The dev team behind Taichi Panda: Heroes seemingly went in with If it ain't broke, don't fix it mentality.
Taichi Panda: Heroes is a refreshing update on the Taichi Panda title. It provides a bit more visual pow than its predecessor with more gameplay options to boot. Heroes is the grittier, bloodier brother of Taichi Panda amidst the trademark colorful and pallet heavy backdrop.
Thing is, even with the beautiful visuals and expanded hero roster, the poor customization options of the original remains just as bad. Basically if you don’t like the looks of the heroes, you’ll just have to deal with it, looking more or less like every other kung fu panda on the block. My dream of a true battle hardened and scarred Pan Da warrior is slashed and burned by the psychedelic looking heroes that populate Taichi Panda: Heroes. That’s a personal gripe though as I’m sure plenty of players will dig the standard looks of the heroes.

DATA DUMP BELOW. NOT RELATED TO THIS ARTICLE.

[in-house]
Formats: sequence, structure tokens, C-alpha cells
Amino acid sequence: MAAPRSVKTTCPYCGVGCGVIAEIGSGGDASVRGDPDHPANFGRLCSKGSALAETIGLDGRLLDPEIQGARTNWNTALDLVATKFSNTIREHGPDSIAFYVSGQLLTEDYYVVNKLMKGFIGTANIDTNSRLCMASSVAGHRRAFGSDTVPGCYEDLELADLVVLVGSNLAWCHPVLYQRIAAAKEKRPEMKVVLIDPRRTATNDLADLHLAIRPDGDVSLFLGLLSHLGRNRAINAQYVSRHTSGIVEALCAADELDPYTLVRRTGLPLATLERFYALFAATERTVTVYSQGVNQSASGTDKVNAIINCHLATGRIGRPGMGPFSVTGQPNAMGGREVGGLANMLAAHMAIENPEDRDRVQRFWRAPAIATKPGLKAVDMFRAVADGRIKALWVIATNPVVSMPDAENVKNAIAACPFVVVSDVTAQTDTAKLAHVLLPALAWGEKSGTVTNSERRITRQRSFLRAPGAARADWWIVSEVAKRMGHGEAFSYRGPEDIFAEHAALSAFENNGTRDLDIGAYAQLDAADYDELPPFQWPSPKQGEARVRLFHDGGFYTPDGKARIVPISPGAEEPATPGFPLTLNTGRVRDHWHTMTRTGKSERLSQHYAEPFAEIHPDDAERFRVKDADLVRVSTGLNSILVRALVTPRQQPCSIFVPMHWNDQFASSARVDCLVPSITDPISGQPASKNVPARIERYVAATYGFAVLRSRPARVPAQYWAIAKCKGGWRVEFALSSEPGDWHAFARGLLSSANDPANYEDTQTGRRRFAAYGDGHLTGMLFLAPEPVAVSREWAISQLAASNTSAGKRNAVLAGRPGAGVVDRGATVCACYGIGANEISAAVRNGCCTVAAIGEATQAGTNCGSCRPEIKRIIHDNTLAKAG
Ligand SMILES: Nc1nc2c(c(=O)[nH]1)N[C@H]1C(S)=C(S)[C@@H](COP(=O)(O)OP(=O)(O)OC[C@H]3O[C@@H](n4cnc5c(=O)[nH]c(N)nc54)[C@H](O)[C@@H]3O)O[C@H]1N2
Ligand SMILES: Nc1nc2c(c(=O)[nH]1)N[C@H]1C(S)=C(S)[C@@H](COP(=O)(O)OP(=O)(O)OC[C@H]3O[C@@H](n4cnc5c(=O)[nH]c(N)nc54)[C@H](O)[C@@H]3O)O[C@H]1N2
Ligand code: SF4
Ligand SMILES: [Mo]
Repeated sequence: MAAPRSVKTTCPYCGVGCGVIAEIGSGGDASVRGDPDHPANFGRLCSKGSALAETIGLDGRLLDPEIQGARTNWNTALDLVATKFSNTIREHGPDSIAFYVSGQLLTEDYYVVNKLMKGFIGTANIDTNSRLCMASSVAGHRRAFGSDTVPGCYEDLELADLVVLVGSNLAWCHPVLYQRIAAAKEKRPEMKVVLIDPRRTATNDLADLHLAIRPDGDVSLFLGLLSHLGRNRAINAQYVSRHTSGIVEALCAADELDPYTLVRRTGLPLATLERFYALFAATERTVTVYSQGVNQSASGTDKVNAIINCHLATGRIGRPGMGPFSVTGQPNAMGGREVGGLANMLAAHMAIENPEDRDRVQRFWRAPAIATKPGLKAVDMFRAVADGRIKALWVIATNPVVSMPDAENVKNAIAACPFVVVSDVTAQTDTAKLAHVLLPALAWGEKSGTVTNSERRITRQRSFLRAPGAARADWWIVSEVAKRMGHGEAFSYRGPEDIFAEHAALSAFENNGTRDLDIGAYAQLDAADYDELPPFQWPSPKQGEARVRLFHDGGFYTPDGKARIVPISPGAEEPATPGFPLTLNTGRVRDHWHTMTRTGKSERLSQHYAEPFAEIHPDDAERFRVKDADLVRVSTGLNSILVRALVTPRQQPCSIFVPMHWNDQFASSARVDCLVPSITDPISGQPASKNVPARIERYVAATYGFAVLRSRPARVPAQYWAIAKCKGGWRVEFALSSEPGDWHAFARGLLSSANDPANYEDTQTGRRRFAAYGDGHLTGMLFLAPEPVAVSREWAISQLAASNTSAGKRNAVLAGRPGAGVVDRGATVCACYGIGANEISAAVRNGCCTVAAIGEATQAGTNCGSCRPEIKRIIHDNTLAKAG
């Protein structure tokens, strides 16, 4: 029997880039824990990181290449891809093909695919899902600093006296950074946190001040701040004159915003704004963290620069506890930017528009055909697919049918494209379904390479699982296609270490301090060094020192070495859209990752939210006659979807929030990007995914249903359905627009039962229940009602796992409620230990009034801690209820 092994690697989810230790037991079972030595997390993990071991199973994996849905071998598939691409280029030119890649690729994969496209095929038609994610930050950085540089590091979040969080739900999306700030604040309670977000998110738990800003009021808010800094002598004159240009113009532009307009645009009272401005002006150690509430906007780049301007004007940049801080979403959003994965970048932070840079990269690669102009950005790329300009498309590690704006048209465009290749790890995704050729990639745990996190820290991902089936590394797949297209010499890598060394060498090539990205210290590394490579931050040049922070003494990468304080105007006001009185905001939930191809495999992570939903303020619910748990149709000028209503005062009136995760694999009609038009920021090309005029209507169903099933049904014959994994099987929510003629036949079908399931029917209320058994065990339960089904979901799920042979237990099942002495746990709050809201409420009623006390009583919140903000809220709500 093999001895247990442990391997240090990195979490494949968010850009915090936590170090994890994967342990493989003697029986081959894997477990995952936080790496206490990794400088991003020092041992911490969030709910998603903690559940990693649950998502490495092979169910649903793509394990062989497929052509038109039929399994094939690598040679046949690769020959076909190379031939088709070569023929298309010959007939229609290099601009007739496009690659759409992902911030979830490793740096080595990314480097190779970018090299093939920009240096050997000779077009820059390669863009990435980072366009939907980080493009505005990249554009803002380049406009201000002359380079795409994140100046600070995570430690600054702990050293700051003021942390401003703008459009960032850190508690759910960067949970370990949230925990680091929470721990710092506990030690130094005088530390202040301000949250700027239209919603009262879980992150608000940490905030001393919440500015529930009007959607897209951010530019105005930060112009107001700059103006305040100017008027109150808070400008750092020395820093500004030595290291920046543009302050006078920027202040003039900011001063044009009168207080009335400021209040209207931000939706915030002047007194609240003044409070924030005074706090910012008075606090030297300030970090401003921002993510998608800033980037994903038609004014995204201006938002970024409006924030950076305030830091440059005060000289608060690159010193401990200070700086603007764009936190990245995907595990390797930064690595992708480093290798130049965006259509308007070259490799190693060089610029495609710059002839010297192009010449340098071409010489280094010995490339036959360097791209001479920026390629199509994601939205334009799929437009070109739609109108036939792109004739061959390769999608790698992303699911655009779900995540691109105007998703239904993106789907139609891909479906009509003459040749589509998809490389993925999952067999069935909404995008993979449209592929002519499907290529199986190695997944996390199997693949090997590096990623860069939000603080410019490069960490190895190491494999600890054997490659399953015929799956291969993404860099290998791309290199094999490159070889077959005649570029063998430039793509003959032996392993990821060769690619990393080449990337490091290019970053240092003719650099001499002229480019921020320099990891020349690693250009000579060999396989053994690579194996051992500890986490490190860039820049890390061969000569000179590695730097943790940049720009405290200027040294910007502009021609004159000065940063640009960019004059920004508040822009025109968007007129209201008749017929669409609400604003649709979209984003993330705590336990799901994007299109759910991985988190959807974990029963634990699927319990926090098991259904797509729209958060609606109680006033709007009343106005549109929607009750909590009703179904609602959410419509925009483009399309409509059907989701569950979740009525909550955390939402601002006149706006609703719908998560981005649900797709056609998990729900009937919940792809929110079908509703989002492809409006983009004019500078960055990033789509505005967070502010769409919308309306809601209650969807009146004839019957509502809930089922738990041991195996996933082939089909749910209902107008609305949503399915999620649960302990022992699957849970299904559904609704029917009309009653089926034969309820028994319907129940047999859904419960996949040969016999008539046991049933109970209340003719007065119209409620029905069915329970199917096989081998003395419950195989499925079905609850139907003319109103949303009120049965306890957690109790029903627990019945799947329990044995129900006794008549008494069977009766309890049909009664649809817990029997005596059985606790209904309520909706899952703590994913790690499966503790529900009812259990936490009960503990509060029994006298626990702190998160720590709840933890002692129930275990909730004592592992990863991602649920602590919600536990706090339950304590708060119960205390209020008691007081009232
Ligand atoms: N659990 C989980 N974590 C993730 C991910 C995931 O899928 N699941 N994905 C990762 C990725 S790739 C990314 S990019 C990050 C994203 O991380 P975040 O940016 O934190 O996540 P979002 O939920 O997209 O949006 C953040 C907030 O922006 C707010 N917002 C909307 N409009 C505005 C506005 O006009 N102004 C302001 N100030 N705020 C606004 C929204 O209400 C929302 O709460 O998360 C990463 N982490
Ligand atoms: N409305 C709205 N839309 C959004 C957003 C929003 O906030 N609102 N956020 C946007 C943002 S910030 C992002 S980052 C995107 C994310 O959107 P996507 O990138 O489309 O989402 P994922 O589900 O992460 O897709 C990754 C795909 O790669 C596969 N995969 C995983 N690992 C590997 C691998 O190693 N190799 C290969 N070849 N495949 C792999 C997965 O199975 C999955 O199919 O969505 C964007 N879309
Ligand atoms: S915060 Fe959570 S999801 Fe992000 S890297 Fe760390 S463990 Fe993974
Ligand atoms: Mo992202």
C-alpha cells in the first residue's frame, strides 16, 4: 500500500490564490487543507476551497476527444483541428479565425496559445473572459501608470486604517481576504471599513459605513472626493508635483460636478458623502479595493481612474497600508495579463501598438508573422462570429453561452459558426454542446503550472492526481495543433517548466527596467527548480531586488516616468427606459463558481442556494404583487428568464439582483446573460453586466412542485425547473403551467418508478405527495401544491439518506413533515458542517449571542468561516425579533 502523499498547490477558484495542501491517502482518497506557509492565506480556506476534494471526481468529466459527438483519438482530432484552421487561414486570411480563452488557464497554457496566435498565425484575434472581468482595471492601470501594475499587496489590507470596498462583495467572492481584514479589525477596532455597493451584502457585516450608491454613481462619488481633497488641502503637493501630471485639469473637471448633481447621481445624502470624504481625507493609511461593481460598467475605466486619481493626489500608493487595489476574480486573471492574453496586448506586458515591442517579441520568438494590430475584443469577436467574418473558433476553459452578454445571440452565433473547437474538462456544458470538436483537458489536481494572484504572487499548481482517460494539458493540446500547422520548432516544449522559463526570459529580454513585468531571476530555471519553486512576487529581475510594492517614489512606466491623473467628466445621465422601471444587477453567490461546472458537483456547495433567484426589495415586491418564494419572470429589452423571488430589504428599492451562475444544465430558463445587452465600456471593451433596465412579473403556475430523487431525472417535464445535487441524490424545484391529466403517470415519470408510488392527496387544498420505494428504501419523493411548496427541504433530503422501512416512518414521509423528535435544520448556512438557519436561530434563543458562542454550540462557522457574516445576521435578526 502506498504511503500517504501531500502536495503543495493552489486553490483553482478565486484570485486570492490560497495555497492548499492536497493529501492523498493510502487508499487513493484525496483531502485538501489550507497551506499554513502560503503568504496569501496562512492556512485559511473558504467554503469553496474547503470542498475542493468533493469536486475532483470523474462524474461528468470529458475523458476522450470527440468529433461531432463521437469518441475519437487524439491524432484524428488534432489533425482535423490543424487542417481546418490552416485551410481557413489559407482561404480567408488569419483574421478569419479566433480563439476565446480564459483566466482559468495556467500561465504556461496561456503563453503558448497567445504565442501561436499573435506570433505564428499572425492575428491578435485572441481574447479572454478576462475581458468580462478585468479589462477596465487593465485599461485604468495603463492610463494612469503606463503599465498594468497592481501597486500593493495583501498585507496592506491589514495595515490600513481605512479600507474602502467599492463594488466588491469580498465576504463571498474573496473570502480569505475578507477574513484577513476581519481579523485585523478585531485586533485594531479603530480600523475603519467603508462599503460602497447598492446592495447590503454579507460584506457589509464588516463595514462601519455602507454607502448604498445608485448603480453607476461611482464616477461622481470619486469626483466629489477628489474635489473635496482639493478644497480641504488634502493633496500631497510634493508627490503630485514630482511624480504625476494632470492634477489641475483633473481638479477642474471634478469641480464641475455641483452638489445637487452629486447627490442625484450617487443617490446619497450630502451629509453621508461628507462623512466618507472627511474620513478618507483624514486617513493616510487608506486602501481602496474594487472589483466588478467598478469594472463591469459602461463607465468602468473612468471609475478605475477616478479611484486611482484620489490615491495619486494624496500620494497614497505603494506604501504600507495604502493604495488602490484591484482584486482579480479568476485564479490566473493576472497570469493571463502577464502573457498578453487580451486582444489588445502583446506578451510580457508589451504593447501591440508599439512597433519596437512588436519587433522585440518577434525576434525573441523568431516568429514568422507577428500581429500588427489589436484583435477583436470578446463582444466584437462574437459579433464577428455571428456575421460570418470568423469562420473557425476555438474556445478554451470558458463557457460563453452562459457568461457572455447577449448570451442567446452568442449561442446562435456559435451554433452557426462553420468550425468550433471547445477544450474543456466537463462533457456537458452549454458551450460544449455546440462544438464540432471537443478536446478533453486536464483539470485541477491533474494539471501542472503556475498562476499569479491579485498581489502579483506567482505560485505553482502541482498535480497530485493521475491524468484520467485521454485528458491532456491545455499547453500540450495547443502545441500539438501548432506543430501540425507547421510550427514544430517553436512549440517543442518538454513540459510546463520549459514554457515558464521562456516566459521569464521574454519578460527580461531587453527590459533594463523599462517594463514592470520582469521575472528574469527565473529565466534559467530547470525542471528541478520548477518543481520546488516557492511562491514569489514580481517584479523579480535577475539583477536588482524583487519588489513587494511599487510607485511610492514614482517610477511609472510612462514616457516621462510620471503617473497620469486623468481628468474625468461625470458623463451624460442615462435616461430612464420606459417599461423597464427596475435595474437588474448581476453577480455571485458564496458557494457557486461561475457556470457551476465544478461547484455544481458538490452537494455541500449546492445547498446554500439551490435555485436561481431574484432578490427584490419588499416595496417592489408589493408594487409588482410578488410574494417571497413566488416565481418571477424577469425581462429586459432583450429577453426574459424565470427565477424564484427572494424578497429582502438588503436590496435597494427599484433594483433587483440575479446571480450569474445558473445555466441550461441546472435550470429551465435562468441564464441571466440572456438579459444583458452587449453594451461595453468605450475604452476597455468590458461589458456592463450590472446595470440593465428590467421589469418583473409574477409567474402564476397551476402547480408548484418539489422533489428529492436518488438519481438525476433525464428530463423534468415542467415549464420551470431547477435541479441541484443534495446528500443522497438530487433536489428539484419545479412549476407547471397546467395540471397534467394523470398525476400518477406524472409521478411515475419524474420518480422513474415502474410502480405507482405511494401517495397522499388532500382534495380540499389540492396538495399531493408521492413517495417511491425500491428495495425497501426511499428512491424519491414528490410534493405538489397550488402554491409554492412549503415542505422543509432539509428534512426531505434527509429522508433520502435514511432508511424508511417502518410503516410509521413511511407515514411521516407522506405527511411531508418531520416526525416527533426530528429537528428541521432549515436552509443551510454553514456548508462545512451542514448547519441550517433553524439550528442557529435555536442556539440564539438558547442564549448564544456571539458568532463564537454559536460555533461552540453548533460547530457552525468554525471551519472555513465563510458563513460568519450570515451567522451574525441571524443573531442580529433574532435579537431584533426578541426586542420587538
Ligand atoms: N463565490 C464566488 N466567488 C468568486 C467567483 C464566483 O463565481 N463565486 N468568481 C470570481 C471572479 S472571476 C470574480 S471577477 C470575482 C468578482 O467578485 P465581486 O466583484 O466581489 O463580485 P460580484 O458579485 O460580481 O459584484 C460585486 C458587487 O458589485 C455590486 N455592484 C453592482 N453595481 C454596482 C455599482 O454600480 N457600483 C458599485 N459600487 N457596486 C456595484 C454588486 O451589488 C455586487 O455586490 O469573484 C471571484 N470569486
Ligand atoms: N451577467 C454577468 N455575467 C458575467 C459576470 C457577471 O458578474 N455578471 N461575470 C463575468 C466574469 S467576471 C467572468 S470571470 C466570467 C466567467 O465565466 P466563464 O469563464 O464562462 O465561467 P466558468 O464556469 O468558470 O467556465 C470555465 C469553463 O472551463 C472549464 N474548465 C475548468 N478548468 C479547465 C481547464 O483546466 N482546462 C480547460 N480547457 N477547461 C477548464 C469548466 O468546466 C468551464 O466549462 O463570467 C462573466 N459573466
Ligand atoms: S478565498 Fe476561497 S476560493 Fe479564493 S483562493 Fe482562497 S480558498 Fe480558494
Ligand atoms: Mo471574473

On the other hand, Taichi Panda: Heroes truly shines in its game design and interface. They’re clearly a staircase above the comparable competition on the mobile front. It’s just so clean and uncluttered that other titles look amateur at first glance. Everything is easy to tap, responsive to touch, and there is little ambiguity in what buttons visually do what.
However, looking at Heroes as a whole. The game just rehashes what Taichi Panda brought in. And if you have no prior knowledge to the franchise, what you’ll be getting is just a reworked version of a mobile fighting game. It is undoubtedly well made, but still a generic one nonetheless.
State of the Beta: Great (4/5)
With that said, if you haven’t burnt yourself out on the original Taichi Panda and are coming into Taichi Panda: Heroes fresh, you can rest assured you are playing one of the better mobile fighters on the market. Once player feedback starts driving Snail Games to provide requested improvements in open beta, I’m sure Taichi Panda: Heroes will be a great time killer when on the go.